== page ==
Fuji bikes were first founded in 1899 in Japan, which makes it one of the oldest bike companies in the world. In the 50s, Fuji bikes were sold in the United States through hose brand retailers like Sears & Roebuch, Montgomery Wards and more.
The name of the company is derived from Japan’s famous Mount Fuji. This name is symbolic because the company believes that a mountain is the most difficult terrain for any rider, however, they view this challenge as an opportunity to shine and come out on top of the competition. Basically, they thrive under pressure.
It, therefore, comes as no surprise that Fuji makes some of best mountain bikes the market has to offer. Today, they make different kinds of mountain bikes like different trail, XC bikes plus Electric and Fatbike approach. Their prices are quite low, from $300 to $4,500. The company is also great at manufacturing world-class road bikes—their Transonic and Fuji Sportif are the best selling bikes.
So what has kept Fuji in the game this long?
Over the years, the company has developed a philosophy that has been passed from past generations to the current generation. They use the knowledge gained from top athletes to create cutting-edge, high-performance bikes that also come with the latest and most advanced technological features.
History of Fuji Bikes
Okazaki Kyūjirō is the guy who started Fuji back in 1899. The Nichibei Fuji Cycle Company, Ltd was the original company behind Fuji. In 1900, it took up the ‘Japanese-American Trading Company’ trade name.
Fuji’s name was changed to Dainippon Cycle during World War II but it would later change back to Nichibei Fuji Cycle Company after the war came to an end. In the early years, Fuji was distributing and importing products from the US before it switched and started doing its production in Japan.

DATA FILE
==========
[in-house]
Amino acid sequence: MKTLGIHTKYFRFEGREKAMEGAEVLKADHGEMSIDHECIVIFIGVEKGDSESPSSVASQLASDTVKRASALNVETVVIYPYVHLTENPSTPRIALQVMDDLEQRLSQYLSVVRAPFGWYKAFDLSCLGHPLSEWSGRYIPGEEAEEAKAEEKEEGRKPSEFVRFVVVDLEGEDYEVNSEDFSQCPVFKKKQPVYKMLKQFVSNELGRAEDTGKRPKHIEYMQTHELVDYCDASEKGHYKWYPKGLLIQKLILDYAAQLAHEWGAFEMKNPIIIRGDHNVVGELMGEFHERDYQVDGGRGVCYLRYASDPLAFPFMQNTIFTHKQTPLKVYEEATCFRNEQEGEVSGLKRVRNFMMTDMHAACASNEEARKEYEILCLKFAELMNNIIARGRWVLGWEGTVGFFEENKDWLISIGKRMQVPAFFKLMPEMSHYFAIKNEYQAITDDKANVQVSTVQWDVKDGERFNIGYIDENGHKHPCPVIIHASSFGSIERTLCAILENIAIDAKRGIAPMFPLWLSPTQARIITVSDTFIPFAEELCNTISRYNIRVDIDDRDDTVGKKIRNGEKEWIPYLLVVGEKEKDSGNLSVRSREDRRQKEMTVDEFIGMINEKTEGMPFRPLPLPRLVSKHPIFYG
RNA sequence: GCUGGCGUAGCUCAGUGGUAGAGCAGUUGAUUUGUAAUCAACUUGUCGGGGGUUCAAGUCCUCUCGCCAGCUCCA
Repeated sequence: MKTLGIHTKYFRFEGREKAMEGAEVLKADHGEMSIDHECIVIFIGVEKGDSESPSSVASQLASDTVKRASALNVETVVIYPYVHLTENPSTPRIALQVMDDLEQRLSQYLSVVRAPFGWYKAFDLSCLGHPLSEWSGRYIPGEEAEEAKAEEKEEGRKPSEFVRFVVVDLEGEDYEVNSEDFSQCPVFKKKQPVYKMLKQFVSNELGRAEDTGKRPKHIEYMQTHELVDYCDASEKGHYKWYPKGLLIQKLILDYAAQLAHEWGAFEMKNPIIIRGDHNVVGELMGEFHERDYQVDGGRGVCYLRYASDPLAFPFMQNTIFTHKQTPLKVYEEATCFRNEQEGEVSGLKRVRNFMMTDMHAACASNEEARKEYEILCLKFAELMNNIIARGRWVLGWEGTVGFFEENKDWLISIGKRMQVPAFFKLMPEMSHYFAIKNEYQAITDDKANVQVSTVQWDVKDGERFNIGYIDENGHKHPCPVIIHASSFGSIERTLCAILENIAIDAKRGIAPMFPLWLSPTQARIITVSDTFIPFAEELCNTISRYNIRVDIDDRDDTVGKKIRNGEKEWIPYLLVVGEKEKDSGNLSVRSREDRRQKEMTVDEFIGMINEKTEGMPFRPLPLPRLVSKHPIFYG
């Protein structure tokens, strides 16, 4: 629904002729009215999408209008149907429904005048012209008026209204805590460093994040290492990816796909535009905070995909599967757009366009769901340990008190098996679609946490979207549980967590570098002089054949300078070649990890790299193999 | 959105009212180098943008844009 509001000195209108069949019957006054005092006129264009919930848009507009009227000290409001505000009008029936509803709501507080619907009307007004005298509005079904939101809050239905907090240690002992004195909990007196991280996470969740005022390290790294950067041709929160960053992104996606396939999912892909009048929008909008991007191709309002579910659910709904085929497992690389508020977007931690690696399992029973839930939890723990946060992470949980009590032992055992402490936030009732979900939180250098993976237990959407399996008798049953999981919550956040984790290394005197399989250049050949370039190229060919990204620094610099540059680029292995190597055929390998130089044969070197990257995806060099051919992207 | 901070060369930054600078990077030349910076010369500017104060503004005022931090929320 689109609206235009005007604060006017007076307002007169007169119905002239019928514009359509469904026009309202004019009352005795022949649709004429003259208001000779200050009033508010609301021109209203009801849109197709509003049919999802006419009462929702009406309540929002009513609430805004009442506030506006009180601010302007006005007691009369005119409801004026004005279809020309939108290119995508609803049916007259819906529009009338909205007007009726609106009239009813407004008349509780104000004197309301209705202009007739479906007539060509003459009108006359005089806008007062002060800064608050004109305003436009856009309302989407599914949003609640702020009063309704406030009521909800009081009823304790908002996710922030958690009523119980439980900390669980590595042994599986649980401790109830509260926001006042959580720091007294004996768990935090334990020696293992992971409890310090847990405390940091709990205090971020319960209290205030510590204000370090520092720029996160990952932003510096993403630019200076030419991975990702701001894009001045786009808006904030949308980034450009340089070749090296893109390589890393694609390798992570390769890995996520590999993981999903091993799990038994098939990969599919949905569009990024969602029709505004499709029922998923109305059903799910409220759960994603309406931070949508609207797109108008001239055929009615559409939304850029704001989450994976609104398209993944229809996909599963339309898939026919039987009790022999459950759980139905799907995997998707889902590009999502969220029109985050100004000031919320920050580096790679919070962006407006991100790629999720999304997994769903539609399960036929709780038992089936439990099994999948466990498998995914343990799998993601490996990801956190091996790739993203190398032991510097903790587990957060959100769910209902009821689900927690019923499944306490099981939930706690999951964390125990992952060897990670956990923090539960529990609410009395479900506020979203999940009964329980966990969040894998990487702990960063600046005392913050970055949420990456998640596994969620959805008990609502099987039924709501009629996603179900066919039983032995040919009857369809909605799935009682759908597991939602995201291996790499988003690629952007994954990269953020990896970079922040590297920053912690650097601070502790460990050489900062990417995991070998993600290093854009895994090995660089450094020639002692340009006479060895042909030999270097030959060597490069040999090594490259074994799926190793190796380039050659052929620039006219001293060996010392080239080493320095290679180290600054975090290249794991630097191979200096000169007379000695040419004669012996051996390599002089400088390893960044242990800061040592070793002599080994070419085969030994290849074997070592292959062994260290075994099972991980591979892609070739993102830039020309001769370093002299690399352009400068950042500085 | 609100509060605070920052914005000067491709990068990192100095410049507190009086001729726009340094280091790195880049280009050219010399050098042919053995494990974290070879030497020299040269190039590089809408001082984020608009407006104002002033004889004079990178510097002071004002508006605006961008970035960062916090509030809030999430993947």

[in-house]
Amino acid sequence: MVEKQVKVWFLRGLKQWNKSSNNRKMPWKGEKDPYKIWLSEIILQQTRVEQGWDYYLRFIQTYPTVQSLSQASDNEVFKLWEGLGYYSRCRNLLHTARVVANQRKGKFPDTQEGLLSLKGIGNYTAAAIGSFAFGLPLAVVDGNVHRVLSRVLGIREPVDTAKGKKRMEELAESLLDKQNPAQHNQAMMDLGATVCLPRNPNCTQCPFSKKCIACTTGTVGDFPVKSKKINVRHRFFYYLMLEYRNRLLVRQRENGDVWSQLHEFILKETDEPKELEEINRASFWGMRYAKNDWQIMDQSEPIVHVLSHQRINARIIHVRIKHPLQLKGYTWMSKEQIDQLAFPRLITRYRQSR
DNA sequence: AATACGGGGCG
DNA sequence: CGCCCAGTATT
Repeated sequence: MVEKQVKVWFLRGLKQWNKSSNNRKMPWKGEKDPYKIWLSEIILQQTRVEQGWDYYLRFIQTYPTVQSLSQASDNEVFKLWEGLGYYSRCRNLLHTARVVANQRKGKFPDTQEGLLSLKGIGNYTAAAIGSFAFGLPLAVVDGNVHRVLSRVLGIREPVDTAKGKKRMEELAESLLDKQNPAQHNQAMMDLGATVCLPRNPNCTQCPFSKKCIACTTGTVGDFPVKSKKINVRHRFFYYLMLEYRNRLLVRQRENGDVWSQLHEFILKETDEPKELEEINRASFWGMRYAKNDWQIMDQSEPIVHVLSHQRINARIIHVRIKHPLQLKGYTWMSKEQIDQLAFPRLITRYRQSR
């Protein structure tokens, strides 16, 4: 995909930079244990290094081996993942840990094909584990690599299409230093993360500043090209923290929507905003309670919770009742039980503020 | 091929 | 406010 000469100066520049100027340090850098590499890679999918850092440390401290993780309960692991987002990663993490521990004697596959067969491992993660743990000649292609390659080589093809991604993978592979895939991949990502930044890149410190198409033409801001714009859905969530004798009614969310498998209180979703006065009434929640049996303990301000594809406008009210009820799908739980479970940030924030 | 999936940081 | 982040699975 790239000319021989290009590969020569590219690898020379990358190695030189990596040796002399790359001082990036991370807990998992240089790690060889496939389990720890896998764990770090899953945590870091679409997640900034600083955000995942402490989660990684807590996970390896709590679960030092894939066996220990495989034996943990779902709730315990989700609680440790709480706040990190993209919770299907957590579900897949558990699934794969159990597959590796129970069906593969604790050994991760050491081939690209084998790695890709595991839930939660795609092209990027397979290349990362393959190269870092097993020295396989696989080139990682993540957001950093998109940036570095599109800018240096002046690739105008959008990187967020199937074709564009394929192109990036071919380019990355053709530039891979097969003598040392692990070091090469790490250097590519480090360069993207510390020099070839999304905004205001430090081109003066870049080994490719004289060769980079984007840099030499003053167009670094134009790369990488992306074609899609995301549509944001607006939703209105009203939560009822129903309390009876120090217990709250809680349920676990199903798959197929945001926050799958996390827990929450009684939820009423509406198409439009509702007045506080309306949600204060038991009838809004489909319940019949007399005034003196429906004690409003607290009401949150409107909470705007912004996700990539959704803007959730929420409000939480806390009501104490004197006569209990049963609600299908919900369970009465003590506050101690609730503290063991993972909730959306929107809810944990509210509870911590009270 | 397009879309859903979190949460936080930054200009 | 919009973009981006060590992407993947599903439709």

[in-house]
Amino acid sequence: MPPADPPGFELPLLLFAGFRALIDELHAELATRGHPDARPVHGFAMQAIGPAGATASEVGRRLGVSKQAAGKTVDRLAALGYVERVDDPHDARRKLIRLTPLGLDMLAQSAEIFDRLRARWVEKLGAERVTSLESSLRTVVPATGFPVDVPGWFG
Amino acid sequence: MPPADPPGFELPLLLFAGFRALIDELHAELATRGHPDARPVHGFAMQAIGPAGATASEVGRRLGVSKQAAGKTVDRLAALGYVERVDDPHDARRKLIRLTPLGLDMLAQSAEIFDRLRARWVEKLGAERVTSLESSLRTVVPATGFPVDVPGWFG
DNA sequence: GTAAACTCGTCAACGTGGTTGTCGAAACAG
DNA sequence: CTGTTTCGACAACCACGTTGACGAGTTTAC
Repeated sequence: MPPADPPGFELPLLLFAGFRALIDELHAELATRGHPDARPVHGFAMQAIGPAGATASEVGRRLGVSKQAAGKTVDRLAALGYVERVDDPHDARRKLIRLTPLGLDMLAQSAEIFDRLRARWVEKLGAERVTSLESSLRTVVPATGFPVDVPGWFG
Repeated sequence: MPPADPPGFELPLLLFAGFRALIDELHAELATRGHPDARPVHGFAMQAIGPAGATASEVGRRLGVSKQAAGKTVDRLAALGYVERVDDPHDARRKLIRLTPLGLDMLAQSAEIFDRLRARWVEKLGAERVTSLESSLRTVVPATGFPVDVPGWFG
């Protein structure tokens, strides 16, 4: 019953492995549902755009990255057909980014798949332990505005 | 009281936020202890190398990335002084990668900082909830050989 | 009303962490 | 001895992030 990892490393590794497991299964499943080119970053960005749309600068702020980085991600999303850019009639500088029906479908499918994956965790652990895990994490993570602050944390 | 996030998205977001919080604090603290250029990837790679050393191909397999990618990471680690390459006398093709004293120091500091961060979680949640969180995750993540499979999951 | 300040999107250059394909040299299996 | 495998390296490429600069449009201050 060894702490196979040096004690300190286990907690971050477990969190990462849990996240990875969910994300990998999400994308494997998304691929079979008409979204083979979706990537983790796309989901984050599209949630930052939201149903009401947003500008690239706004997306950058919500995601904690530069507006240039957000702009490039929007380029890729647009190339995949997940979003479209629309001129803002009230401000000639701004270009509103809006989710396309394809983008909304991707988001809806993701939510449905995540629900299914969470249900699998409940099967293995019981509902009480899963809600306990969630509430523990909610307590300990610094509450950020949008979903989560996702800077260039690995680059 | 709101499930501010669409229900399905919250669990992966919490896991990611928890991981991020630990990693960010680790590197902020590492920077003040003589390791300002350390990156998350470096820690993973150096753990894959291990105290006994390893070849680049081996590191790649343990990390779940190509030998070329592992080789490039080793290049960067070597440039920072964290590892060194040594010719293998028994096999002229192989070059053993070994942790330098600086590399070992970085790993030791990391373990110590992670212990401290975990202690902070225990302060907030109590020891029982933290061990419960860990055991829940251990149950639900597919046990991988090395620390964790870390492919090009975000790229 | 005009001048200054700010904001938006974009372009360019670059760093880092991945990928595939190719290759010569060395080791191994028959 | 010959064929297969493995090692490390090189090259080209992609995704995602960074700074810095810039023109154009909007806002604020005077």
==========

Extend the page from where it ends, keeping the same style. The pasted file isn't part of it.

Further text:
The company became the most popular in Japan in the late 1920s. In the 1930s, Fuji started sponsoring the winning teams which participated in their national race between Tokyo and Osaka. Today, this still stands as one of Asia’s premier races.
In the 50s, Toshoku America became the new U.S. distributor of Fuji-made bicycles in the United States. Using U.S. retailers like Montgomery Wards and Sears & Roebuck, the distributor succeeded in selling private-label Fuji-made bicycles as household brands.
Fuji was a big part of the cycling craze that hit America in the 1970s after it started to distribute models in the U.S using the newly established Fuji America. In the mid-70s, Fuji upgraded their wheel strength by revamping the rear axle to minimize spoke dish; this led to a thriving mass-production of 12-speed bicycles. By 1974, Fuji was officially on the map and it came as no surprise that company’s road bikes received high ratings from Richard Ballantine, the popular author of Richard’s Bicycle Book.
Read, how to find the right bike size
The company came up with touring bikes in the early 80s and made history by being among the first bike companies to make titanium frames. However, the company would soon face some hard times after it was caught unprepared by the increased popularity of mountain bikes in the 80s. Fuji’s road and touring bike sales suffered as consumers moved towards mountain bikes.
This miscalculation by Fuji gave room for other companies like Trek and Giant to have a piece of the U.S. pie. These other companies made profits at the expense of Fuji thanks to cheaper frames that they imported from Taiwan.
In the early 1990s, Fuji was at rock bottom because of the consistent rise of the Yen. In addition to this, competing brands were offering cheaper bikes in the U.S. market. Fuji eventually moved its production to Taiwan in order to reduce costs but the U.S consumers had a negative attitude towards these Taiwan bikes because they felt that the original Japan bikes were better.
Fuji eventually gave their consumers what they wanted but this move came a little too late. In 1997, Toshoku America filed for bankruptcy. Nichibei Fuji Cycle Company also became bankrupt in the next year.